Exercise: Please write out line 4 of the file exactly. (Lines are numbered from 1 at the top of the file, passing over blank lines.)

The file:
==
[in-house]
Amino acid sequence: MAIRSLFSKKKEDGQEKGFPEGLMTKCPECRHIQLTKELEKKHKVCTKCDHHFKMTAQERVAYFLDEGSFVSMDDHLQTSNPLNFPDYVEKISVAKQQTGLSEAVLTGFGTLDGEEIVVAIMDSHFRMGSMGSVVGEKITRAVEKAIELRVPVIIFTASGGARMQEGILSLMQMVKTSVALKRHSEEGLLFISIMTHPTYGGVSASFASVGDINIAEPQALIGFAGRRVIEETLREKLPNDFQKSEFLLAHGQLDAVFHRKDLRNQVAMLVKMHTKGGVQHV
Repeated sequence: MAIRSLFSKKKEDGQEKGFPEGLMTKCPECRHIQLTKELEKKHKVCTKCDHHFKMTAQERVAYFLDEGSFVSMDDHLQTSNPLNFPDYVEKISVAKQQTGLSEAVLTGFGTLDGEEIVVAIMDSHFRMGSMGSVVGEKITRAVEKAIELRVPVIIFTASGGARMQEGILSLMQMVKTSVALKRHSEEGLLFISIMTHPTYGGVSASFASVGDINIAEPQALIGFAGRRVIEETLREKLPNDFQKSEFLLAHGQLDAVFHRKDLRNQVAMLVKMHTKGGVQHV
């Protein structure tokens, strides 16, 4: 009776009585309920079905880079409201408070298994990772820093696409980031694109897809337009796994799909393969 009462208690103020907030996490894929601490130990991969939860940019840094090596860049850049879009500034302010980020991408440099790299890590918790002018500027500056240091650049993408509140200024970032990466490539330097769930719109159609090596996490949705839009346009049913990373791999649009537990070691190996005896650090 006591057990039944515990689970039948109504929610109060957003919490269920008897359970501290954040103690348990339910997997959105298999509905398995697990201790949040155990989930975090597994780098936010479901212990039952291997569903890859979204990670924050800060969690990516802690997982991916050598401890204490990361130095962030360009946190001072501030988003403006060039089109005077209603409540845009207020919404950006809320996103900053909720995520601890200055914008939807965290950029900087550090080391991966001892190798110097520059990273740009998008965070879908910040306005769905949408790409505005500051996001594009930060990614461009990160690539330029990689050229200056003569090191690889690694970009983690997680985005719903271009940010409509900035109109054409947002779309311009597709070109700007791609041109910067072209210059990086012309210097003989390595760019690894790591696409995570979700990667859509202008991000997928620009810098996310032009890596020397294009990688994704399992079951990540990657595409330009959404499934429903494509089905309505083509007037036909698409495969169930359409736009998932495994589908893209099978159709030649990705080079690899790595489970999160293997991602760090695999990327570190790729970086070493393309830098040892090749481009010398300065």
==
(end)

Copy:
């Protein structure tokens, strides 16, 4: 009776009585309920079905880079409201408070298994990772820093696409980031694109897809337009796994799909393969 009462208690103020907030996490894929601490130990991969939860940019840094090596860049850049879009500034302010980020991408440099790299890590918790002018500027500056240091650049993408509140200024970032990466490539330097769930719109159609090596996490949705839009346009049913990373791999649009537990070691190996005896650090 006591057990039944515990689970039948109504929610109060957003919490269920008897359970501290954040103690348990339910997997959105298999509905398995697990201790949040155990989930975090597994780098936010479901212990039952291997569903890859979204990670924050800060969690990516802690997982991916050598401890204490990361130095962030360009946190001072501030988003403006060039089109005077209603409540845009207020919404950006809320996103900053909720995520601890200055914008939807965290950029900087550090080391991966001892190798110097520059990273740009998008965070879908910040306005769905949408790409505005500051996001594009930060990614461009990160690539330029990689050229200056003569090191690889690694970009983690997680985005719903271009940010409509900035109109054409947002779309311009597709070109700007791609041109910067072209210059990086012309210097003989390595760019690894790591696409995570979700990667859509202008991000997928620009810098996310032009890596020397294009990688994704399992079951990540990657595409330009959404499934429903494509089905309505083509007037036909698409495969169930359409736009998932495994589908893209099978159709030649990705080079690899790595489970999160293997991602760090695999990327570190790729970086070493393309830098040892090749481009010398300065």